"The bigger they are, the harder they fall." It's the worst nightmare of every investor in today's market -- buying a rocket stock just before it takes a nosedive.

Now I readily admit that sometimes, stocks rise for a reason. But sometimes, the rise becomes the reason. No matter how often we caution them not to, investors do have a habit of buying "hot" stocks, and trusting momentum to keep 'em moving upward.

Problem is, if the price goes up too much, even a great company can turn into a lousy investment. Below I list a few stocks that may have done just that. Stocks that, according to the smart folks at finviz.com, have more than doubled in the last half of '09, and just might be ripe to fall back to earth.

Companies

Recent Price

CAPS Rating
(out of 5)

Kansas City Southern (NYSE:KSU)

$33.29

*****

Advanced Micro Devices  (NYSE:AMD)

$9.68

**

Human Genome (NASDAQ:HGSI)

$30.58

**

Unisys Corp. (NYSE:UIS)

$38.56

**

Trina Solar (NYSE:TSL)

$53.97

**

Companies are selected by screening for 100% and higher price appreciation over the last six months on finviz.com. Five stars = highest possible CAPS rating; one star = lowest. Current pricing provided by Yahoo! Finance. CAPS ratings from Motley Fool CAPS.

Last year's last-half market rebound was kind to these stocks, but can they maintain momentum through the rest of the millennium? A survey of our 145,000 CAPS members suggests the prospects are bleak for many of last year's tech stars. But inspired by Berkshire Hathaway's (NYSE:BRK-B) purchase of Burlington Northern (NYSE:BNI), it seems a lot of Fools think they can ride the rails to higher profits in the new year.

Let's look at why Kansas City Southern wins their support.

The bull case for Kansas City Southern
Taking a gander at KCS last June, CAPS All-Star forexnutca exclaimed in amazement: "Ok...let me get this straight. A Class 1 railroad for below book value!? ... This is the type of stuff Buffett dreams of." (With the emphasis being on "type of," because as it turned out Buffett did wind up buying a railroad -- but not this one.)

Did Buffett suffer a case of "right idea, wrong railroad?" kahunacfa thinks so, arguing that the better investment today is: "Kansas City Southern ... a main freight hauler from Mexico and other Central American countries. As the United States imports more product from these countries, KSU's freight traffic will benefit." RoMeLaFool agrees: "As market recovers, an increased volume of shipping will follow. In addition to a return to previous volumes, rails can expect to steal some volume of goods from commercial trucking as the US seeks less energy dependence on foreign oil."

Newsflash: You're no Warren Buffett
So now we know why CAPS members love Kansas City Southern: They see Buffett buying a railroad. They think they understand why. They want to join in the fun. Problem is, I think they're getting it all wrong.

Here, Fools, is the hard, simple truth: You are not Warren Buffett. We are not Buffett, none of us -- and his objectives are not necessarily ours. Explaining the logic behind his Burlington big buy last month, Buffett conceded that the "company wasn't egregiously cheap," and that it could be years before the deal produces a profit for Berkshire shareholders.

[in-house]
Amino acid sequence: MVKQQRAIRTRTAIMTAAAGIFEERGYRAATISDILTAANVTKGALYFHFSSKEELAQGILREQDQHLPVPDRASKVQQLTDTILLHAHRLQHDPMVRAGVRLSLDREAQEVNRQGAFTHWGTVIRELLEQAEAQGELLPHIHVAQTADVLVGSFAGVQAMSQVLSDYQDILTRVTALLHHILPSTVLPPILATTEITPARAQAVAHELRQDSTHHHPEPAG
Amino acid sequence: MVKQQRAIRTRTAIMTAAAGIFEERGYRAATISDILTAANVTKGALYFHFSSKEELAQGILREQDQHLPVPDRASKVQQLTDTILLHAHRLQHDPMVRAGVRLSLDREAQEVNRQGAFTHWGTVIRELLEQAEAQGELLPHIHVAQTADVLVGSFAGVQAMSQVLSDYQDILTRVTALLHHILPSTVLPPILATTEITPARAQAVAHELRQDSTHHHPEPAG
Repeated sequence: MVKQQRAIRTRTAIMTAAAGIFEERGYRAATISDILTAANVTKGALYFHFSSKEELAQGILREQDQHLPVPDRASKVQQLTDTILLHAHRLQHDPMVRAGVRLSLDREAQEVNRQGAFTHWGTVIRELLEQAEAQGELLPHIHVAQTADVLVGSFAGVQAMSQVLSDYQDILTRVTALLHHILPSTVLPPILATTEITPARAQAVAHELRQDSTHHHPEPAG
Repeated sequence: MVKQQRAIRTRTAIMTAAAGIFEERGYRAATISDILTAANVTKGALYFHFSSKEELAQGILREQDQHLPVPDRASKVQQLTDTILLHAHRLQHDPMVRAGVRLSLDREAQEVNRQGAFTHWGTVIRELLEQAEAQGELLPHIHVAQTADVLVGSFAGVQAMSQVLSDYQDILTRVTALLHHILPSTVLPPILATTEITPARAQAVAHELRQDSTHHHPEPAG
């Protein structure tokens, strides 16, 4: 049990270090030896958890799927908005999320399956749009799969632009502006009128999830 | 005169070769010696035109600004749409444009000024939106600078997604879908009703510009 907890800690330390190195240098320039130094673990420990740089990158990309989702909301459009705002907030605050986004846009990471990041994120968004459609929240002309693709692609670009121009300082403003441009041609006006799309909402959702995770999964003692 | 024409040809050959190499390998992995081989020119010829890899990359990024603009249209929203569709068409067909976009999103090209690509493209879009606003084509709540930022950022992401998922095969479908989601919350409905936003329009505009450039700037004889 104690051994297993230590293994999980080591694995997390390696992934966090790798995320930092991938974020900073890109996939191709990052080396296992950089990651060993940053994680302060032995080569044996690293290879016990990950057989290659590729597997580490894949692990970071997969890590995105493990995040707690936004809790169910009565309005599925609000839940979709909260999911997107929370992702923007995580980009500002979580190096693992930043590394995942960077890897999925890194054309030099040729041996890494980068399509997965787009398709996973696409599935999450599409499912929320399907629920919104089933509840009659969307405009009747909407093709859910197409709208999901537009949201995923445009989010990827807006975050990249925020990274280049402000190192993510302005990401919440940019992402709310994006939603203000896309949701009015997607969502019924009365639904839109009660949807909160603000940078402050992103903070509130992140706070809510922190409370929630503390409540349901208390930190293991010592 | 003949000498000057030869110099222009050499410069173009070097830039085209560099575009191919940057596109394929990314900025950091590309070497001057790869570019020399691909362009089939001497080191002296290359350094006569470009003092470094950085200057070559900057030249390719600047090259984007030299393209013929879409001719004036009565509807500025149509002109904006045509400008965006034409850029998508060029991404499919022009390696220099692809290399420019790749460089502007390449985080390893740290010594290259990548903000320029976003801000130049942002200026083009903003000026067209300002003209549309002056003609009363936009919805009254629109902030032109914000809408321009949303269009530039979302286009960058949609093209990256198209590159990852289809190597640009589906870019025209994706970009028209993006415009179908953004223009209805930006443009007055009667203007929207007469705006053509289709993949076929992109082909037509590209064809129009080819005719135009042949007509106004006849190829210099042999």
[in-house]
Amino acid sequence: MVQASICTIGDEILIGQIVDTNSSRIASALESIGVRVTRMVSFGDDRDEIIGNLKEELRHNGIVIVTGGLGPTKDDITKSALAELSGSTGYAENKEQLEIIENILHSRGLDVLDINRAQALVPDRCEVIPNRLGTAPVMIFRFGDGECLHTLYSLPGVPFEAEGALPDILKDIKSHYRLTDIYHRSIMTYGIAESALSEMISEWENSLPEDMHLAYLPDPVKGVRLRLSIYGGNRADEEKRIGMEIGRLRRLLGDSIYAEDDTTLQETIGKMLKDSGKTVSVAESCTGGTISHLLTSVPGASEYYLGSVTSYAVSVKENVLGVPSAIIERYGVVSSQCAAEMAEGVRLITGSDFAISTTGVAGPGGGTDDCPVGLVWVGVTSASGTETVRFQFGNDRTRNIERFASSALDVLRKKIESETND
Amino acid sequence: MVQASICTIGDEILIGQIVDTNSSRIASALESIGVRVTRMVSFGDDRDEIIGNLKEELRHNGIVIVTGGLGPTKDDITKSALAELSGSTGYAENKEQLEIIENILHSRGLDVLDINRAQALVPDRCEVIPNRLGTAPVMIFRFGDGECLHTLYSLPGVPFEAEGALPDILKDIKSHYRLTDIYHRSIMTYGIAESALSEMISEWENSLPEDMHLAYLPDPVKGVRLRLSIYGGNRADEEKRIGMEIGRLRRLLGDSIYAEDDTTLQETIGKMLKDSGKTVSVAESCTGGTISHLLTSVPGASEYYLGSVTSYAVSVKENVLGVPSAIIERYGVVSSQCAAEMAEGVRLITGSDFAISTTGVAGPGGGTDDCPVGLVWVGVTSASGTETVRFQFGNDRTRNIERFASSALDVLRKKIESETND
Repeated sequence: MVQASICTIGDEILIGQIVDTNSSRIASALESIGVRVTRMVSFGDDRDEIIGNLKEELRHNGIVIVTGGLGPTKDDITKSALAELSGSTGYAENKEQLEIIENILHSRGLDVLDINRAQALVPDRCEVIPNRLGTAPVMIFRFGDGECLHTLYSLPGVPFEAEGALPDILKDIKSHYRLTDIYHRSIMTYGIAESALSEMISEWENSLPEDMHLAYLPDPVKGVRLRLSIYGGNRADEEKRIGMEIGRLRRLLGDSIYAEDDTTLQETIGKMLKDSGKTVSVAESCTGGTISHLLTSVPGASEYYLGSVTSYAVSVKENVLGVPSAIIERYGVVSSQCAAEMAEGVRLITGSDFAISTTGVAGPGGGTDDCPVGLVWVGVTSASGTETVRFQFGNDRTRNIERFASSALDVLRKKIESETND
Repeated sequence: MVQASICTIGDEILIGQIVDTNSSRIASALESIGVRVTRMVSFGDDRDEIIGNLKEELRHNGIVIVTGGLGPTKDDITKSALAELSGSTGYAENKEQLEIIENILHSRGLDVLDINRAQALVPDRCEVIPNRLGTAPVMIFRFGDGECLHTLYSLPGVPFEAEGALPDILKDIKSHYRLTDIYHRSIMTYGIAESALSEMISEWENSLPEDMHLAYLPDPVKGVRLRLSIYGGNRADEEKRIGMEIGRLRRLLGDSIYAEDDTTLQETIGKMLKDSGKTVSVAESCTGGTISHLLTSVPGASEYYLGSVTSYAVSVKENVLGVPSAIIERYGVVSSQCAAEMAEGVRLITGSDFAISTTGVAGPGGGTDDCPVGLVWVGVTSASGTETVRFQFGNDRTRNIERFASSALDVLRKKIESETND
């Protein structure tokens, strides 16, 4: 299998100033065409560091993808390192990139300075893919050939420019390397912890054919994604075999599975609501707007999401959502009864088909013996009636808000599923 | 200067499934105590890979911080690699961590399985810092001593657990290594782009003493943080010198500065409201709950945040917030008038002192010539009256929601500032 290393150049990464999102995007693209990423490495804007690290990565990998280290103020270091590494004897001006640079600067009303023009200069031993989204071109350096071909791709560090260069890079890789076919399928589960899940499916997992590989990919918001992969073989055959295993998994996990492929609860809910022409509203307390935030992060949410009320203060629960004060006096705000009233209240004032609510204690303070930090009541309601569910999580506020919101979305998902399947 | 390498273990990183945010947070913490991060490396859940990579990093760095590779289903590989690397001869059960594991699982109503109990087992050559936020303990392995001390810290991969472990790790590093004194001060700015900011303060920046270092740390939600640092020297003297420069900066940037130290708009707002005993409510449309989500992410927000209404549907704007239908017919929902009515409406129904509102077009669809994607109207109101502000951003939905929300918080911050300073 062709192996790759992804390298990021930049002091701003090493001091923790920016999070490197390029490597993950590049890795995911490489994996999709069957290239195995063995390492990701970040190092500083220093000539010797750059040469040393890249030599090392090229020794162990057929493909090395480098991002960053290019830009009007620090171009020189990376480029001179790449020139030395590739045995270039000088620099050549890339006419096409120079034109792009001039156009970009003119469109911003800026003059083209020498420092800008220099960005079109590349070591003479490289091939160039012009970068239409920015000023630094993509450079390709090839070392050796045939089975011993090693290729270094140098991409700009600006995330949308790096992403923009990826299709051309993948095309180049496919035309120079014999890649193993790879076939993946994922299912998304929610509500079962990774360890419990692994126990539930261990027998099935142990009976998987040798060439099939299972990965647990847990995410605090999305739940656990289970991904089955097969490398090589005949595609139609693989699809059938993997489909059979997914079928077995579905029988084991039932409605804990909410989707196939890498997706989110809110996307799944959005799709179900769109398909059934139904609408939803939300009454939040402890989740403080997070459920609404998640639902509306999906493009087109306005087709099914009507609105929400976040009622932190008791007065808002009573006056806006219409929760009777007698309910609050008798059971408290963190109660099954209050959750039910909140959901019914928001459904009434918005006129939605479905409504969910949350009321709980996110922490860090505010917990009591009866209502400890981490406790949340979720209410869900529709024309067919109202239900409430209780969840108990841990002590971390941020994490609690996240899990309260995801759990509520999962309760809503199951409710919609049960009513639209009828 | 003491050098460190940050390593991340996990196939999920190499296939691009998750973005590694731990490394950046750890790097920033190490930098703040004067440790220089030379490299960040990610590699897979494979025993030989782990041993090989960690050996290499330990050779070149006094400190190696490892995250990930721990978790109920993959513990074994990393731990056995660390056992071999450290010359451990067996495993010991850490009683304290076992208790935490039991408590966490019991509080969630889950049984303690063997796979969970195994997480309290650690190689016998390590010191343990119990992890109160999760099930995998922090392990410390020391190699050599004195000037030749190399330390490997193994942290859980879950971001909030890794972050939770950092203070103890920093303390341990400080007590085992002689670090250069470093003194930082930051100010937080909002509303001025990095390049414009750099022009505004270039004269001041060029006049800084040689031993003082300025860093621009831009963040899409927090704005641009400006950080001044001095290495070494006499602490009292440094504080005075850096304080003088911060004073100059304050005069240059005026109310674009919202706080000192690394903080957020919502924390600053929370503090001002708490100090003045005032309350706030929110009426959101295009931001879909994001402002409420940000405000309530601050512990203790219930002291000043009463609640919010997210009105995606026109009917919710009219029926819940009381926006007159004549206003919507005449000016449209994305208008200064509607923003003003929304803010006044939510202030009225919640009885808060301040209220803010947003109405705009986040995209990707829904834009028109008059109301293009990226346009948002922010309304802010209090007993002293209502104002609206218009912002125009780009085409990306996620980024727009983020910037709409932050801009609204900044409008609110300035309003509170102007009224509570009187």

But I don't think that earning beaucoup profits was ever the point. I think Buffett was simply looking out for his shareholders. Looking ahead to a day when he might no longer be at Berkshire's helm, he took the company's heaping pile of cash, invested it in a sound, safe place, and thereby ensured that even absent his stewardship, Berkshire could continue running, generating cash, and keeping shareholders safe from significant losses.

But that's not our goal. We want to invest our cash in the most attractive opportunities, and not just in the safest ones.

Problem is, that's not Burlington -- and it's certainly not Kansas City. Priced at 49 times earnings, KCS looks overvalued on its face. But when you look a little deeper, you'll find the situation is even worse. Even as it reported a "profit" for the past 12 months, KCS was busy burning through more than $150 million in free cash flow. And in fact, the company has burned cash regularly over the past five years -- despite reporting GAAP "profits" the whole time.

Foolish takeaway
Kansas City Southern may be a rocket stock -- but to my Foolish eye, it's an ICBM pointed squarely at your portfolio. My advice: Run away now. Don't take the hit.

But hey, that's just my opinion. You are certainly free to disagree -- and in fact, the more strongly you do disagree, the more we'd like to hear from you. Help keep the Fool Foolish, and the discussions interesting: Go on over to CAPS and tell us why you think KCS is a buy.

Fool contributor Rich Smith does not own shares of any company named above. You can find him on CAPS, publicly pontificating under the handle TMFDitty, where he's currently ranked No. 1,005 out of more than 145,000 members. The Fool has a disclosure policy.

Berkshire Hathaway is a Motley Fool Inside Value and a Motley Fool Stock Advisor recommendation. The Fool has a financial position in Berkshire Hathaway.